Sabrina at the Fair

Sabrina is my first child. When I found out that I was pregnant, I was excited and nervous, like most mothers. At about 17 weeks, bloodwork showed a one in 160 chance of Down’s Syndrome. We figured it was probably nothing, but we went for a level 2 ultrasound. The level 2 showed a large amount of cerebral fluid, possible heart defects, and very delayed growth, so we then knew that this wasn’t a “normal” pregnancy. A genetics counselor advised us to get an amnio done that day, but we declined. We already knew that we would keep our baby as long as we could and we didn’t want the risk of the amnio. My husband and I had both been around special needs kids and just loved ‘em, but we didn’t know much about medical problems. The news for us was sobering, but we also had a strong faith in God and knew that He had something in mind for our child and for us.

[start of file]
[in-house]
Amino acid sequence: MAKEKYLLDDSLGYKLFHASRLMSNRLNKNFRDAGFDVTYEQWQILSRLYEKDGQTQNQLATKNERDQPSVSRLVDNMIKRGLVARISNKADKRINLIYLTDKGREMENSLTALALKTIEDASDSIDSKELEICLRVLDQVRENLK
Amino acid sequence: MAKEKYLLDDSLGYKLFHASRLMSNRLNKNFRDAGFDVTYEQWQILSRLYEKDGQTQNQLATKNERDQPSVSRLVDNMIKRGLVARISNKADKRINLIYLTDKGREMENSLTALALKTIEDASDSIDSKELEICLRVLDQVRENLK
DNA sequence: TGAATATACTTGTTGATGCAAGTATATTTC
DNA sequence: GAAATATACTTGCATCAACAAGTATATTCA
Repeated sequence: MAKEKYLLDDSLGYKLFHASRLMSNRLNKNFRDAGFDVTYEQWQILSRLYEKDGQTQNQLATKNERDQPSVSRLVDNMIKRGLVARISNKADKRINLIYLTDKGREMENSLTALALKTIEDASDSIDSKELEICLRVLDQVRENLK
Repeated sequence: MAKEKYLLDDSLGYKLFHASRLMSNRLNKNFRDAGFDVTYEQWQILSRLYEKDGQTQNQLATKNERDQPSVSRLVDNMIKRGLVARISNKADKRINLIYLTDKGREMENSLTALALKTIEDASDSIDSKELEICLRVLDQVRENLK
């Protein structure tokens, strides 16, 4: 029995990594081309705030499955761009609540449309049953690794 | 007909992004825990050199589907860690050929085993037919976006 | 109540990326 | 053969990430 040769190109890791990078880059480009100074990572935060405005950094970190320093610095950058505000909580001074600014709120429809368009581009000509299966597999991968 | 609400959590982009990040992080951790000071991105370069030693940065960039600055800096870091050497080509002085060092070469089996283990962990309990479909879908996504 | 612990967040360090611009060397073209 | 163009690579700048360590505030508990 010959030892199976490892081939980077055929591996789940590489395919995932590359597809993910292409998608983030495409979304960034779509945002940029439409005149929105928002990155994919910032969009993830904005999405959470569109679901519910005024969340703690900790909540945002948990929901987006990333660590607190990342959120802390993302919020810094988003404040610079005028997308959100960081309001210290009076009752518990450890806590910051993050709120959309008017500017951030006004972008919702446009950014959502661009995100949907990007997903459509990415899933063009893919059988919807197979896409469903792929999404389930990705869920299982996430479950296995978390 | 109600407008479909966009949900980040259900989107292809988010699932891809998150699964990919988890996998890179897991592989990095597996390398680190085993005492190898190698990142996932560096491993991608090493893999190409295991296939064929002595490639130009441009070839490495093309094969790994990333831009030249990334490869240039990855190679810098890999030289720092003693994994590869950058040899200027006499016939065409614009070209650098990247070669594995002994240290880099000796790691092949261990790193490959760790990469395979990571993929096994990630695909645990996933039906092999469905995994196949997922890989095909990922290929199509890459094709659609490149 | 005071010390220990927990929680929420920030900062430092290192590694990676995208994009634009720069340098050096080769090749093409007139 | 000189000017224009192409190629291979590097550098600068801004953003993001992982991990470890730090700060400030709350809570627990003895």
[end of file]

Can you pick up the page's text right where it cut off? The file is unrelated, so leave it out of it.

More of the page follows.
I had a few more level 2 ultrasounds that continued to show bad news. At 25 weeks, I did finally have an amnio so we would know how to prepare for the birth, whether to plan for surgeries, etc. The doctor called us with the crushing blow – 69XXX, triploidy – fatal. He said to expect to miscarry. We sat by the bank of a river for a long time that day and prayed and cried together.